Friday, October 16, 2009

Secrets of Developing Simple, Powerful Performance Measures That Drive Organizational Success

In this economic, fiscal crisis it is critical that organizations understand what drives their success and how to measure it. Performance metrics tell us how good we are at doing what we do and help us reach goals on time and on budget. But in order for them to be truly effective; they must be fully understood and properly applied.

For example, server availability is a very common measurement for IT departments. But what does 99.999% server uptime mean? If you have multiple servers running in a redundant cluster or server farm, chances are your servers will be available 100% of the time.

But what good is an email server that is up 100% of the time if the email application itself is sporadic or if a customer is not receiving all of their mail or if transactions are taking too long to process? In this example, the metric is not set up from a customer point of view, but instead from a technical point of view. And thus that metric is not fully understood and adds little value. This article discusses the different types of measurements and how to develop simple, unique metrics that drive organizational success.

A performance metric is a type of measurement used to quantify the performance of some component of an organization. There are three types of performance measures: key result indicators, performance indicators, and key performance indicators. Key result indicators (KRIs) are typically long term measures (monthly, quarterly, yearly) which represent how your organization is doing, and are the results of your organization's actions. They are often used by executive management. Performance indicators (PIs) are the most common measurements, which are measured more frequently (weekly, daily or hourly), and often tell you what needs to be done. They are often used by middle management and staff, because they give valuable information of operations and give business unit management and staff an understanding of what actions need to be taken. Key performance indicators (KPIs) are the measures that focus on the most critical performance areas within your organization. KPIs reflect strategic value drivers and dictate the success of your organization, while metrics represent anything that is measurable. A KPI is a metric, but a metric is not always a KPI. An organization will typically have many result indicators and performance indicators, but few KPIs.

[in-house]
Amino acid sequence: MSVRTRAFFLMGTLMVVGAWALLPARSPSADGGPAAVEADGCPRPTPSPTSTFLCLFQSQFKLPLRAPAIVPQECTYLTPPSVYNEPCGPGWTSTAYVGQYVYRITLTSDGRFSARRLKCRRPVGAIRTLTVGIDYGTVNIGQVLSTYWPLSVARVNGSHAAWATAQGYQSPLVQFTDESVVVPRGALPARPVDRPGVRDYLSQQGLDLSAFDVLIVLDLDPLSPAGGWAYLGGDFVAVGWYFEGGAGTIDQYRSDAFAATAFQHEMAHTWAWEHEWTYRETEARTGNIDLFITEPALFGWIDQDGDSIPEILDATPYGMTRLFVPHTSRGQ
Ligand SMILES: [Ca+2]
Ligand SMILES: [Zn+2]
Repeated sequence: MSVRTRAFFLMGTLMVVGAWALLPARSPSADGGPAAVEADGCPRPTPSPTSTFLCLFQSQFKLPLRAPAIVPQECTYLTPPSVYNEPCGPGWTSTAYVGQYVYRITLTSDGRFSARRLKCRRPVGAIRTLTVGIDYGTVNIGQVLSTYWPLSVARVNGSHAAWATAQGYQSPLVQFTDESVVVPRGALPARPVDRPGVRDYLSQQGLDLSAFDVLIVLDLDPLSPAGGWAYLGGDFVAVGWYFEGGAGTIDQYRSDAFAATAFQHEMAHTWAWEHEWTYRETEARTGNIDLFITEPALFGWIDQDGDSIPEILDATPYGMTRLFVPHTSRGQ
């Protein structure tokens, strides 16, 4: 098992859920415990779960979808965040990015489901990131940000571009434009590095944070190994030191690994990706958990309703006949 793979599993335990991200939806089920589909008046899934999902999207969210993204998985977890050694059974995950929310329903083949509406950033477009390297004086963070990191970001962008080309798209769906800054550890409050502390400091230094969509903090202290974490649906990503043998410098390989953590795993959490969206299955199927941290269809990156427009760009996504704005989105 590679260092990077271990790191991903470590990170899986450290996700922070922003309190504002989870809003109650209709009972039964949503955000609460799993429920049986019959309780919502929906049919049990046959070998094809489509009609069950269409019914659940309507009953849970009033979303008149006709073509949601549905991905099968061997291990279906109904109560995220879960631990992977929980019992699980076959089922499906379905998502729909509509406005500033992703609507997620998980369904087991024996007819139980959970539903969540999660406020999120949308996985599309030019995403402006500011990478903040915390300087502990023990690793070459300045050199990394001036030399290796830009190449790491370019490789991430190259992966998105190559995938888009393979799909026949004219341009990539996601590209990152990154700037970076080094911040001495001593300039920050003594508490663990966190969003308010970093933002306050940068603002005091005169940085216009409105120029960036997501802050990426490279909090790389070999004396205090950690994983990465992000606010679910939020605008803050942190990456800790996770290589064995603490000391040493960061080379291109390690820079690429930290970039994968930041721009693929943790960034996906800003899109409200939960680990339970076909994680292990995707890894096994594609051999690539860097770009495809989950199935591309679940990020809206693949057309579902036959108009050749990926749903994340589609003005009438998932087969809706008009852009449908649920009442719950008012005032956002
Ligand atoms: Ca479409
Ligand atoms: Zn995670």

A question many people have when developing metrics is simply "How do I know what to measure?" A good place to begin is by researching industry standard metrics. Industry standard metrics are valuable measurements that are common within an industry. They allow organizations to compare their performance to other organizations with similar service offerings. While industry standard metrics are a good place to begin, every organization is different. Sometimes organizations get too focused on industry standard metrics and fail to focus on the things that make their service unique to their industry.

Other ways to know what to measure are to:

1) measure what your customers say is important
2) measure areas where there are problems you'd like to solve, and
3) measure the business objectives you are aiming to achieve.

Another effective method for creating effective metrics is the SMART test (Specific, Measurable, Actionable, Relevant, and Timely). Your metrics should be specific and assign ownership, accountability and parameters for the performance of the metric. They should be easy to measure and calculate. They should guide actionable steps to be taken if they are not met.
Metrics should guide performance into the direction of the organizational mission and goals. And they should be up to date and measured on time.

A way to test if your metrics are SMART is to create a SMART table. Your first column will document the function or skill area. Next, you want to a column listing which objectives each metric supports. If the metric does not support an organizational objective it will be much less valuable and may be costly in terms of labor and focusing on the wrong things. The next column should document standards and parameters for the metrics. Other columns should document whether the metrics are agreed upon by all stakeholders, how the metric will be calculated, whether the metric is validated, realistic and easy to gather, and how often the metric will be reported? If all of these questions can be answered and documented, the metric passes the SMART test.

One major challenge organizations face is identifying valuable financial metrics that are meaningful to those responsible for carrying out the work. For example, net cash flow is a critical performance measure for executives; but it probably means very little to the accounts receivable clerk who has no idea of how their contribution improves net cash flow performance.

Instead the CEO might focus on net cash flow while the CFO looks at the debt-to-equity ratio. The controller might focus on the liquidity ratio, while the accounts receivable manager looks at days sales outstanding, and the accounts receivable clerk worries about percent of collections over 30/60/90 days. By ensuring that the proper metrics are assigned to the key people measuring and driving financial performance your organization will greatly increase its chances of achieving constant growth and success.

If you are looking for a performance management solution that focuses on applying the best practices and key processes that drive organizational success, check out my Free Performance Management Kit.

To learn about the 35 performance management best practices, the 48 key processes, 82 decision support techniques and more, go to The Peformance Portal.

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